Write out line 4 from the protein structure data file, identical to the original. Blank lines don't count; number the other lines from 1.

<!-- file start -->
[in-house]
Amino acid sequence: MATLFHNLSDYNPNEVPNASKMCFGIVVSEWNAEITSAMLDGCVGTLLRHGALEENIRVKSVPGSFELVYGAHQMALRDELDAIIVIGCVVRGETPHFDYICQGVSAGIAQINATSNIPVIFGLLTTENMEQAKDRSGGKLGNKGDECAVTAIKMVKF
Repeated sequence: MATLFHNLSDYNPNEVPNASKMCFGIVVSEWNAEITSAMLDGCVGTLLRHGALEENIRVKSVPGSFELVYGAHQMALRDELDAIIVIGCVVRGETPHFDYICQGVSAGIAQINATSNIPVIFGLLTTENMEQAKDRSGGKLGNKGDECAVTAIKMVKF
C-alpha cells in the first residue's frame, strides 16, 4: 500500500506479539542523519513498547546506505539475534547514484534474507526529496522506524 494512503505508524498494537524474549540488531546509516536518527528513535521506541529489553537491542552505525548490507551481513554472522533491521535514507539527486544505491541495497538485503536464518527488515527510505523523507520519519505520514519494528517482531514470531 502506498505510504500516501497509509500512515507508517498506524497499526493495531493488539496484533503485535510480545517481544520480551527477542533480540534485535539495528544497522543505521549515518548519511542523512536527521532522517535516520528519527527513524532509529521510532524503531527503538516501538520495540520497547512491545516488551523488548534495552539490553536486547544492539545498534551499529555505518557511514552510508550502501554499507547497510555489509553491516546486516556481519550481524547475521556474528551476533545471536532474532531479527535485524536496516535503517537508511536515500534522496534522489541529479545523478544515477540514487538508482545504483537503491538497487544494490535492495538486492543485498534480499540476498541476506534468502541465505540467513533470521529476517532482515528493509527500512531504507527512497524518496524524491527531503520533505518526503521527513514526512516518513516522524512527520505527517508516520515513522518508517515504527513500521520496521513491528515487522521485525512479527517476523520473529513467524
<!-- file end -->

C-alpha cells in the first residue's frame, strides 16, 4: 500500500506479539542523519513498547546506505539475534547514484534474507526529496522506524 494512503505508524498494537524474549540488531546509516536518527528513535521506541529489553537491542552505525548490507551481513554472522533491521535514507539527486544505491541495497538485503536464518527488515527510505523523507520519519505520514519494528517482531514470531 502506498505510504500516501497509509500512515507508517498506524497499526493495531493488539496484533503485535510480545517481544520480551527477542533480540534485535539495528544497522543505521549515518548519511542523512536527521532522517535516520528519527527513524532509529521510532524503531527503538516501538520495540520497547512491545516488551523488548534495552539490553536486547544492539545498534551499529555505518557511514552510508550502501554499507547497510555489509553491516546486516556481519550481524547475521556474528551476533545471536532474532531479527535485524536496516535503517537508511536515500534522496534522489541529479545523478544515477540514487538508482545504483537503491538497487544494490535492495538486492543485498534480499540476498541476506534468502541465505540467513533470521529476517532482515528493509527500512531504507527512497524518496524524491527531503520533505518526503521527513514526512516518513516522524512527520505527517508516520515513522518508517515504527513500521520496521513491528515487522521485525512479527517476523520473529513467524